Petty in Pink: American Teen?s Megan adheres to the queen-bee stereotype.

Not all American teens will see themselves reflected in American Teen, a documentary by Nanette Burstein that’s gotten flak for capturing not reality but Breakfast Club stereotypes edited to life. Burstein set up her cameras in a public high school in Warsaw, Ind., a town that represents an extraordinarily diversity-free population—as one of the students puts it, Warsaw is “mostly white, mostly Christian, red-state all the way.” It is, ironically, the kind of place where documentaries such as this one would show up only, maybe, in a Netflix envelope, not the local multiplex. Still, the Sturm und Drang of high school is pretty universal, whether you were the one dishing it out or suffering through it, and the blue-state sophisticates who are more likely to seek out this film had to come from somewhere.

Even if you didn’t fit into the John Hughes-ian types profiled and categorized here, you’ll probably empathize with at least some of the drama endured by Hannah (the rebel), Colin (the jock), Megan (the princess), Jake (the geek), and Mitch (the heartthrob) as they go through their senior year. Hannah, not so much a “rebel” as true to herself, is pretty but in a pale, non-cheerleader way, interested in pursuing a film career but more interested in just getting the hell out of Warsaw, where she says she’ll “never belong.” Colin, the school’s star athlete, is pressured by his parents to get a basketball scholarship, because his only other realistic option is the military. Megan is a queen bee, a blond and popular student-council officer with the kind of me-first aggressiveness that looks and wealth can cultivate; more bluntly, another student calls her “the biggest bitch.” Her senior-year cross is getting accepted into family alma mater Notre Dame, as well as a tragedy that not many people know about and which sometimes fuels her ’tude. Jake is skinny and acne-prone, which makes him self-conscious, shy, and a fantasy-gaming addict. Though he wryly says, “I do love the ladies, but the ladies do not love me,” he’s determined to find a girlfriend. Mitch, both a hearththrob and a jock, feels peer pressure when he falls for Hannah.

Burstein never makes her presence known during American Teen, but the film doesn’t exactly have a fly-on-the-wall perspective, either. Of course, narratives are shaped—OMG! incidents are surely restaged—and the lot of it is plenty polished. Animated sequences decorate each student’s story: Dark, serpentine corridors emerge when Hannah succumbs to a serious fit of depression and narrates how worthless she feels, while video-game characterizations surround Jake in his ideal world. You’ll also be able to predict a few developments as if they were straight out of a made-for-TV movie. (As soon as Hannah announces her love for her boyfriend, for example, and claims that she can’t imagine living without him, you know the pair will soon be toast.)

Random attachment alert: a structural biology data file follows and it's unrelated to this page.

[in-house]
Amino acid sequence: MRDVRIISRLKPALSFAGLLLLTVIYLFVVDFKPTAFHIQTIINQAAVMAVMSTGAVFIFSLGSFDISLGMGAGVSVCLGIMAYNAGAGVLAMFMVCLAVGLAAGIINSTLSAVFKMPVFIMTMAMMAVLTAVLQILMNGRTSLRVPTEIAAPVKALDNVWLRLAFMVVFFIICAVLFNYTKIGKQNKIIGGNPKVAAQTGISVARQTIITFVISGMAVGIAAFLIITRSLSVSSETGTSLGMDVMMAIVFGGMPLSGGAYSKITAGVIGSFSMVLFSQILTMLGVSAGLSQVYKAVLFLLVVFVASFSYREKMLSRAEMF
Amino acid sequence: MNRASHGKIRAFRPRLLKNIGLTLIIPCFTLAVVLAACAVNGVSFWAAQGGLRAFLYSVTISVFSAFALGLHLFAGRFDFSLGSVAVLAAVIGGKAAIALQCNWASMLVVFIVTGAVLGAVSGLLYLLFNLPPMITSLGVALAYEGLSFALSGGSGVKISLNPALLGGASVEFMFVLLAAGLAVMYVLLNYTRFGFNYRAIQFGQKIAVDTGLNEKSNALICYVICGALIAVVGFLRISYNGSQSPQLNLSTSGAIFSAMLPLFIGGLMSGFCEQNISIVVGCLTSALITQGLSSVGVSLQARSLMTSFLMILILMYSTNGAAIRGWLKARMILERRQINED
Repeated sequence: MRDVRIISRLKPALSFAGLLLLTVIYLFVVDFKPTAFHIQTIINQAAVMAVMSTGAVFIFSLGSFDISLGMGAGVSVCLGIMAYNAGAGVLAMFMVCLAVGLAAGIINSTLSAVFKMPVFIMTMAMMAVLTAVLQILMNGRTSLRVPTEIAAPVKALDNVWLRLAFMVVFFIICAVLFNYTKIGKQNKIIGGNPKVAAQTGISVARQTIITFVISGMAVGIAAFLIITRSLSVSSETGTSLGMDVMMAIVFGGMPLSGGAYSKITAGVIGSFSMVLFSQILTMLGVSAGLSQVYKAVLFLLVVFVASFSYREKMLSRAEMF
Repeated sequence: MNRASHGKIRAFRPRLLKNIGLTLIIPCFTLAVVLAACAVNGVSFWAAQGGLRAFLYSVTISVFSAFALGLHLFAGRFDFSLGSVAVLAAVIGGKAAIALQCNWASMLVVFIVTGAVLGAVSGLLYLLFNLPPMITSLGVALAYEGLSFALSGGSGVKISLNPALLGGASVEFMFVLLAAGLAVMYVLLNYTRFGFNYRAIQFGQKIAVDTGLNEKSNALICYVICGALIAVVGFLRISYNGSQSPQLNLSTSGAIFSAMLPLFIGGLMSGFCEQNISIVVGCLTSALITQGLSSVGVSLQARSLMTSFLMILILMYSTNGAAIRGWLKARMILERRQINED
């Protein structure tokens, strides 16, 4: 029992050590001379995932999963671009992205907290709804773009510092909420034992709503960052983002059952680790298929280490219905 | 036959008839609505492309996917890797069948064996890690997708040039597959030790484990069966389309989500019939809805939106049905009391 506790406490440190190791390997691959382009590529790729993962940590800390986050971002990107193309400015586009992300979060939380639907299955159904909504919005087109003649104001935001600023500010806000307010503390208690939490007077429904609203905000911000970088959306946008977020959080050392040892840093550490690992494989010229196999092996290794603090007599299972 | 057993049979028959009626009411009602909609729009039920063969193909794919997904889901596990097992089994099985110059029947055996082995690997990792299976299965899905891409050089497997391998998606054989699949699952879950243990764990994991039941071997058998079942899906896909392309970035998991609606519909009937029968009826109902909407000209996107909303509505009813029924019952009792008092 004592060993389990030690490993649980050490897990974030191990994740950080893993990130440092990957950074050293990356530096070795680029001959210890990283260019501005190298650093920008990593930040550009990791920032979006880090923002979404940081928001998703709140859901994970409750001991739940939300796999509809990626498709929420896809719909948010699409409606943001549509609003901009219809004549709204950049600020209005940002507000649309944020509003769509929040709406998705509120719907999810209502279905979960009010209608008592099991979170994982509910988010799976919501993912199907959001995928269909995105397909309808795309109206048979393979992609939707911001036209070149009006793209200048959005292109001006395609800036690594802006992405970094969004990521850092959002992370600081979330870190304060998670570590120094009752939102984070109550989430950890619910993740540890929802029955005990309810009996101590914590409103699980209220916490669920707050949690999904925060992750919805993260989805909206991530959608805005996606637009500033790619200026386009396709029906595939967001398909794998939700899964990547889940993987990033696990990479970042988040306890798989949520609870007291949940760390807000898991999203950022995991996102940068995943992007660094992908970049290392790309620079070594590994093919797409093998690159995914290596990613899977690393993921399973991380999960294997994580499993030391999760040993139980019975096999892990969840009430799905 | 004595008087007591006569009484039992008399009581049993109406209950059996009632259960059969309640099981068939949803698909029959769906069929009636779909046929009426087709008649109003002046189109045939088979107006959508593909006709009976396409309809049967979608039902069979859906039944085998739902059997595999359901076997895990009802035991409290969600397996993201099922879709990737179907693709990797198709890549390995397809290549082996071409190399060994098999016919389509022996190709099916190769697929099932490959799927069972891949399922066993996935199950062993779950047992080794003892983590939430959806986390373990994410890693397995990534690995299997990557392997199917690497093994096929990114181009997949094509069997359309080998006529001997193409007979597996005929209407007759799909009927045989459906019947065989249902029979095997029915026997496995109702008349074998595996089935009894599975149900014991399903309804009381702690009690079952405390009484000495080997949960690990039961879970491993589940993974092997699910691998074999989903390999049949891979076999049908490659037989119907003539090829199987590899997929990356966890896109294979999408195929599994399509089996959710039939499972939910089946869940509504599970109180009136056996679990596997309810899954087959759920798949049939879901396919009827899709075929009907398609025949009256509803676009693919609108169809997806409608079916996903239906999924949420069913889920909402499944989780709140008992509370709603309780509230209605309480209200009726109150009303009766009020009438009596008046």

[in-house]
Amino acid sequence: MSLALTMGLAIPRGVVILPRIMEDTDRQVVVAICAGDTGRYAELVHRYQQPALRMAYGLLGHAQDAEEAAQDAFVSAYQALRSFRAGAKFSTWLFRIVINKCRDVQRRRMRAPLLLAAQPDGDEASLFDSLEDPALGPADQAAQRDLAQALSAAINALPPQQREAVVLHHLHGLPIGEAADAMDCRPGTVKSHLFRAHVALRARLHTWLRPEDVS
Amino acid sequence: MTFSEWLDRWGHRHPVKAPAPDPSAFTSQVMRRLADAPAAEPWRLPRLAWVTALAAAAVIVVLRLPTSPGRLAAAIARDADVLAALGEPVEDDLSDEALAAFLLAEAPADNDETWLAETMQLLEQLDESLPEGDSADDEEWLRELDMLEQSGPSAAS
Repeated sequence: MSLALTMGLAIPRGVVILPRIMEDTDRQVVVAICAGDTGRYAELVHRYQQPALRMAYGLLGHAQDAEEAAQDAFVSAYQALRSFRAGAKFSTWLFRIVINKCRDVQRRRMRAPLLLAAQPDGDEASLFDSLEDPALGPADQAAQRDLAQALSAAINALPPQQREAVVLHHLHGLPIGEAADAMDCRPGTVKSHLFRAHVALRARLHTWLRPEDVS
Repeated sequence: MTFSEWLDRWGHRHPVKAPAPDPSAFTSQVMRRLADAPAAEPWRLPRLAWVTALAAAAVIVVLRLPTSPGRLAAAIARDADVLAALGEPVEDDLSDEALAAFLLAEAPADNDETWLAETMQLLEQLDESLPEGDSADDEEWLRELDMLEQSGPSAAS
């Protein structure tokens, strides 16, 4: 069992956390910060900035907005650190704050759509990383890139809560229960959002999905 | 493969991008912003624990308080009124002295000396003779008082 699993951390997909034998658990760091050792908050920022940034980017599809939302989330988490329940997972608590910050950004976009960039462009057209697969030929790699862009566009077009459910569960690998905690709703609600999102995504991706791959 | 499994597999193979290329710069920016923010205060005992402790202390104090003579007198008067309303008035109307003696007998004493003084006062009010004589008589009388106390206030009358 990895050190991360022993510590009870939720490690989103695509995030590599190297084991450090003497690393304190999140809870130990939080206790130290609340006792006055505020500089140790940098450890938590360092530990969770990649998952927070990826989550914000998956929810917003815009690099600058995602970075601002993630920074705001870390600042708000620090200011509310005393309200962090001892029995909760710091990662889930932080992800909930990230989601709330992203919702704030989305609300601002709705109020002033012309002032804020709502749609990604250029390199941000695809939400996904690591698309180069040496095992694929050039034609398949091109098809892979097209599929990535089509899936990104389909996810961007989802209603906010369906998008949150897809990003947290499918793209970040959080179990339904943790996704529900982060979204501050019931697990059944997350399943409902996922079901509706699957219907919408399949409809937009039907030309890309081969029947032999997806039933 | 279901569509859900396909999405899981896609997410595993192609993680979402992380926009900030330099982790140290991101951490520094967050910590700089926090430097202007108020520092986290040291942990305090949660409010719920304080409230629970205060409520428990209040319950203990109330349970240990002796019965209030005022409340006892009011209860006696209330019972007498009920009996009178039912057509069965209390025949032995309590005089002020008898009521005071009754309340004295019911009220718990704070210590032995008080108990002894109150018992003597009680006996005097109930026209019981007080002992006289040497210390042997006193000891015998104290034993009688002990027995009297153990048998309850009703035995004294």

Yet the kids’ fundamental plights rarely feel scripted. All of them may have been reared in the age of The Real World and are more knowledgeable about working a camera than, say, the subjects of Seventeen, a 1983 documentary that inspired Burnstein. Yet they’re also the Facebook and YouTube generation, comfortable with exposing every aspect of their lives for public consumption, and some of the experiences documented are too raw to have been faked: Hannah, who missed weeks of school after being dumped, suffers anxiety attacks when she tries to return, sobbing and pleading with her father not to make her go. When a girl e-mails a topless photo of herself to a guy she’s interested in—who happens to be Megan’s best friend—a terrifically cruel sequence of e-mail forwards, texts, and prank calls follows. You wince both because of the girl’s bad judgment as well as the verité of her classmates’ mocking responses. Worst, at least for anyone who grew up with less than rah-rahing, wallet-opening parents, is the frustrating, air-sucking conversations Hannah, Colin, and Megan have with their folks, all of whom want to severely limit their children’s options.

You want to tell the kids that they’ll be adults soon. That they can make their own choices. That life will be OK and most likely not follow a high-school/college/perfect-career schedule. You feel the students’ relief when they graduate—and breathe easier remembering that that chapter of your life is over as well. Which makes American Teen not about a rebel, a jock, a princess, a nerd, and a heartthrob, but exactly whom its title promises.